Date of Award

Spring 1-1-2015

Document Type

Dissertation

Degree Name

Doctor of Philosophy (PhD)

First Advisor

Paul M. Goodrum

Second Advisor

Keith Molenaar

Third Advisor

Mathew R. Hallowell

Fourth Advisor

James Diekmann

Fifth Advisor

Ray Littlejohn

Abstract

The goal of finding a reliable productivity metric for the construction industry has remained elusive for decades. Indeed, the goal of developing such an index for the US construction industry was described as a significant industry need by governmental agencies, industry practitioners, and academics in a 1983 Business Roundtable industry report (BRT 1983). This need was later echoed as a high priority in Advancing the Competitiveness and Efficiency of the U.S. Construction Industry, a report by the U.S. National Research Council (NRC 2009).

Difficulty in measuring real output in the industry is a challenge that has prevented reliable productivity metrics. An alternative approach would be to consistently measure activity productivity across multiple construction projects through the United States and develop an aggregate measure accordingly. However, activity measures are inconsistent across both construction projects and even projects within the same company. Identifying an industry standard measure of productivity via accounting code would be a critical first step towards improving industry performance.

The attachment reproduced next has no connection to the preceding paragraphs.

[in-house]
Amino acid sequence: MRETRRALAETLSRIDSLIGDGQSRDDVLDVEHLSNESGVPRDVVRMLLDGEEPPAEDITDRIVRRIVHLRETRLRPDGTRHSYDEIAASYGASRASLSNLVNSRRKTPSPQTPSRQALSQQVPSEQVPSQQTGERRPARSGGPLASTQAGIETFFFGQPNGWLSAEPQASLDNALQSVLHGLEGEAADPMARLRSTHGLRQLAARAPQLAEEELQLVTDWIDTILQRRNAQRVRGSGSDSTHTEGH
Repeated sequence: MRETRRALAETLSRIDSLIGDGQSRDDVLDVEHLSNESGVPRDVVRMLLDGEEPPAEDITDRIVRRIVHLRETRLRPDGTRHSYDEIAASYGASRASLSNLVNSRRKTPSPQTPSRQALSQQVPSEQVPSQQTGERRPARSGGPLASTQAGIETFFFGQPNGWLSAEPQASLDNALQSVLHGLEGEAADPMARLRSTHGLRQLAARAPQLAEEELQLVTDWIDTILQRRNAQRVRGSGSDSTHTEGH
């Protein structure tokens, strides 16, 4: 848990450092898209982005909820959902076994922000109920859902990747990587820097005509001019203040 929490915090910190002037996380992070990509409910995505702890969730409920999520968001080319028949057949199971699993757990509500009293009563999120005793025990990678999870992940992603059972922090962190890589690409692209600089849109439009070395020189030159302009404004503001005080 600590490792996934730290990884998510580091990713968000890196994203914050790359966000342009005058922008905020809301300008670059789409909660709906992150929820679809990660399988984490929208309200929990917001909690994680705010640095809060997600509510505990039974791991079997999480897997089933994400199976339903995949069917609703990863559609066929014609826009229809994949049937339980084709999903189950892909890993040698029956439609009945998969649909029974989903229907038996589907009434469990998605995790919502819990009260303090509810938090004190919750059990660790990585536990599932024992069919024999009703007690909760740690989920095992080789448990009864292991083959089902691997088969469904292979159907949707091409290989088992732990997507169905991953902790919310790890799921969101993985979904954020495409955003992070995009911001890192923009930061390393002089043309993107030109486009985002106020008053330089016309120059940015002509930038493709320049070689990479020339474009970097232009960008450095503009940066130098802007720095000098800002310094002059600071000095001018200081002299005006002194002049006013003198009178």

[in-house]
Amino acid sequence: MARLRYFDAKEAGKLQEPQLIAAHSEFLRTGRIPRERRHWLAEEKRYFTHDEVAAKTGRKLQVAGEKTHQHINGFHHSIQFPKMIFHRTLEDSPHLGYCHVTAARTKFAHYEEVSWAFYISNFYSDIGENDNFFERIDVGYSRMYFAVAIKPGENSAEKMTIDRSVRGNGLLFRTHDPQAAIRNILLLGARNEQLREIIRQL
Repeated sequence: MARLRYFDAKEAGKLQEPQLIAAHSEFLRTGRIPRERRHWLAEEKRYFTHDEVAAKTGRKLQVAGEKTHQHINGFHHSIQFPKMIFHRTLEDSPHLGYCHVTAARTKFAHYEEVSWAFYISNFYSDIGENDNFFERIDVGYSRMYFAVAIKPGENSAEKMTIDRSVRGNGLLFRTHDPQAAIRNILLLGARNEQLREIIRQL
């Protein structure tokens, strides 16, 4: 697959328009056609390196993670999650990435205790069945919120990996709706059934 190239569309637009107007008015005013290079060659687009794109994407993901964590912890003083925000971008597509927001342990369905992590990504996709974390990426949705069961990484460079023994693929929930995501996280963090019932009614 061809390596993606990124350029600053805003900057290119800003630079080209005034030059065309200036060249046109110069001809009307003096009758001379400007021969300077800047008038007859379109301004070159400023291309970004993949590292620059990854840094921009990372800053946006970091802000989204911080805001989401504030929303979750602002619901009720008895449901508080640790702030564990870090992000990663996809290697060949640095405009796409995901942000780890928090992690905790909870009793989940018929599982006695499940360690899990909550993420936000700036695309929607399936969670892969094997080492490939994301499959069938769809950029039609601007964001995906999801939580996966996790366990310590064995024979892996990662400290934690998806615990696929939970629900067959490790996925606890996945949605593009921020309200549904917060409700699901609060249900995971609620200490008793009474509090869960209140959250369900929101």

This dissertation uses multiple sources of industry data to develop several proposed master code of accounts for mechanical piping systems, which represent scopes of work that cut across multiple construction sectors that exhibit some of the most complex construction systems on most jobsites. This effort builds on the work of Dadi et al (2014), but it significantly extends on this previous work using wide-ranging and detailed data sources. In addition, the dissertation utilizes Classification and Regression Trees (CART) as a more objective and scientific approach of identifying a more natural master code structure.

The dissertation’s primary contributions occur in three parts. First, the dissertation develops a methodological approach to the development of a system of productivity measurement though a post hoc analysis of leading factors of influence exposed through data mining. Second, the characteristics of large scale of estimating source data are assessed as a virtual census of industry rates. Third, in an unrestrained, non-parametric, system of primary factors, natural forms of interaction occur between dimensional domains that can be illustrated through the formation of Euler diagrams under first order logic and set theory.

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